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General introduction to DEA

DEA (Data Envelopment Analysis) is the optimization method of mathematical programming to generalize the Farrell(1957) single-input/ single-output technical efficiency measure to the multiple-input/ multiple-output case by constructing a relative efficiency score as the ratio of a single virtual output to a single virtual input. Thus DEA become a new tool in operational research for measuring technical efficiency. It originally was developed by Charnes, Cooper, Rhodes(1978) with CRS and was extended by Banker, Charnes, Cooper(1984) to include variable returns to scale. So the basic DEA models are known as CCR and BCC. Since 1978 over 1000 articles, books and dissertation have been published and DEA has rapidly extended to returns to scale, dummy or categorical variables, discretionary and non-discretionary variables, incorporating value judgments, longitudinal analysis, weight restrictions, stochastic DEA, non-parametric Malmquist indices, technical change in DEA and many other topics. Up to now the DEA measure has been used to evaluate and compare educational departments (schools, colleges and universities), health care (hospitals, clinics) prisons, agricultural production, banking, armed forces, sports, market research, transportation (highway maintenance), courts, benchmarking, index number construction and many other applications.At the moment researchers follow wide ranges of DEA and related topics.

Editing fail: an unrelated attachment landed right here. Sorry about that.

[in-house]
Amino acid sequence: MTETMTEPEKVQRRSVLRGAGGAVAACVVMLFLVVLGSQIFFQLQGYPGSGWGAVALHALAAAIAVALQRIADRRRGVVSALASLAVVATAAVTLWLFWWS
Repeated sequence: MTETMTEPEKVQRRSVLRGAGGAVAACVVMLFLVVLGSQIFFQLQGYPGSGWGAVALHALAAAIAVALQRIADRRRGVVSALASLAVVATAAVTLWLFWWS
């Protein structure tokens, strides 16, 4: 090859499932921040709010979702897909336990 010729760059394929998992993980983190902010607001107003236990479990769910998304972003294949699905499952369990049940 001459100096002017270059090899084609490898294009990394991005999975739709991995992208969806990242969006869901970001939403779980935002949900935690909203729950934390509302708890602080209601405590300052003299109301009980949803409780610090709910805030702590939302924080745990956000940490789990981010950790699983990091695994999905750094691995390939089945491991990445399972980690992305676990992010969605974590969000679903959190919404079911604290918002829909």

Here are some topics in DEA:
Returns to scale
Dummy or categorical variables
Discretionary and non-discretionary variables
Incorporating judgment
Longitudinal analysis
Weight restriction
Stochastic DEA
Fuzzy and imprecise DEA
Non-parametric Malmquist indices
Technical change in DEA
Dynamics of Data Envelopment Analysis
Sensitivity
and many more ….

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